Nearly all of that time, he has lived in the shadow of 21-year-old Commons at Calabasas. He said he has much respect for what developer Rick Caruso has done with upping the shopping center experience.

“He’s an amazing visionary,” Sigal said. “He’s extraordinarily good at putting the pieces together and making it work.”

However, it’s not just architecture and the tenant mix which Sigal believes Caruso has gotten right, but “the way his team deals with people,” and that is something Sigal also strives to do at his destinations. He puts human contact and personal connections above homogenous consumerism.

“Janss is almost an abberation for us,” Sigal said of the latter. By that, he means it’s unusually large as Sigal, who said he only runs about 10 or 15 large-scale properties, is not out to compete with the upscale Caruso and Unibail-Rodamco-Westfield retail centers but rather appeal to the middle-class and common citizens with smaller shopping centers and strip malls.

“We want to be that third place,” he said, after home and work.

Sigal, who last month received Jewish Federation of Greater Los Angeles’ Real Estate & Construction Division award at a Beverly Hills Hilton ceremony, has long been active in community organizations, serving on the board of the Camp Max Straus Foundation, a Malibu facility for parent organization Jewish Big Brothers/Big Sisters for underserved children which Sigal attended when he was a child. In fact, Sigal credits Camp Max Straus for turning him around at age 8, when he would pull stunts such as retrieve leftover doughnuts from the dumpster behind a Winchell’s Donuts shop and sell them at school to his classmates.

In 2007, Camp Max Straus Foundation presented Sigal with its William Shatner Humanitarian Award for his active work on behalf of the cause. Through the Young Leadership Development Institute and the Jewish Federation’s Real Estate Professional Organization, Sigal has volunteered hours as a mentor in both youth sports and in commercial real estate.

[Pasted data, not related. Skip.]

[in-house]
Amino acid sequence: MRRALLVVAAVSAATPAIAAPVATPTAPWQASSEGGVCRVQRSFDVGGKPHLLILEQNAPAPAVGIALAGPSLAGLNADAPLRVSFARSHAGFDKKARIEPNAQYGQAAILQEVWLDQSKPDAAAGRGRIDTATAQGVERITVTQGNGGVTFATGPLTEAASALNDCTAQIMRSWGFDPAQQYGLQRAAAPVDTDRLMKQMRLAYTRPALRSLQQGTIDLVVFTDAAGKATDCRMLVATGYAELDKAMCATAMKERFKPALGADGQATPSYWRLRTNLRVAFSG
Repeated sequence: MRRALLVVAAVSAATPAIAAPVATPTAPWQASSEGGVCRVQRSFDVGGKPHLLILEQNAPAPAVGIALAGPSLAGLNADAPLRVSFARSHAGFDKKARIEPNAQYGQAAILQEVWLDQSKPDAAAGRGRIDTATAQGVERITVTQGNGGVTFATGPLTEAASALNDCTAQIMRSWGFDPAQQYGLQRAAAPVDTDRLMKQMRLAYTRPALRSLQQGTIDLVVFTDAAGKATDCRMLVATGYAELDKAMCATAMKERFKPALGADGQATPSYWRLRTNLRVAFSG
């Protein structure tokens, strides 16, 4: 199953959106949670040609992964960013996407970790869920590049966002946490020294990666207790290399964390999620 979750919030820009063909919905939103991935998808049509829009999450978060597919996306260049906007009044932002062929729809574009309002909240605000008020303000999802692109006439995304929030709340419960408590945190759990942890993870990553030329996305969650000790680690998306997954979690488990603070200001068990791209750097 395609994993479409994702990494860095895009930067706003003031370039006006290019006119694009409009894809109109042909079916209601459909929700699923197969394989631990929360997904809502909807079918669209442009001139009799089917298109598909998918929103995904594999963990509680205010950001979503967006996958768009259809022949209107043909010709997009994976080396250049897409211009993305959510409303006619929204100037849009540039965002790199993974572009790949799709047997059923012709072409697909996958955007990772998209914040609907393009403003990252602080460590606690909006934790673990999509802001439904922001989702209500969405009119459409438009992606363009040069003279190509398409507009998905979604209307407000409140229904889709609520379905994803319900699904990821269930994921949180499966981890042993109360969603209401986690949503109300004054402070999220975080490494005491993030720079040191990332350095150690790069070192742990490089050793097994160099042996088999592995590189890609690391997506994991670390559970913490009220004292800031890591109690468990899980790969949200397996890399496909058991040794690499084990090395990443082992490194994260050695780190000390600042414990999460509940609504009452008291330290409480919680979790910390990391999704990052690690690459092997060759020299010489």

Sigal, who is currently engaged to re-marry, said philanthropy has always been part of his professional profile. He is chairman of BrightStreet Ventures, a company he co-founded to provide more opportunities to his tenants and other owners of centers by integrating online platforms with the traditional brick-and-mortar business.

Perspective on growth

Sigal could see why his company ranked so high on the Business Journal’s list of fastest-growing companies.

“We did take on a great number of assets,” said Sigal, who intends to deepen his company’s presence in Colorado and Illinois moving forward, even planting a flag in South Chicago because he spotted a corner where the fundamentals were just right.

But not every Southern California market yields retail gold, he noted. Even Simi Valley suffers from a very linear trade area as more people go from Simi into Thousand Oaks than the other way around.

“Every day is a struggle in a market that is changing as rapidly as it is now,” he continued, noting that he invests his own money into funding such stunts as the Jingle Bell Jump – a Santa Claus parachute drop – to pump up attendance numbers at his malls.

“This isn’t the real estate business,” Sigal said. “This is the nightclub business.”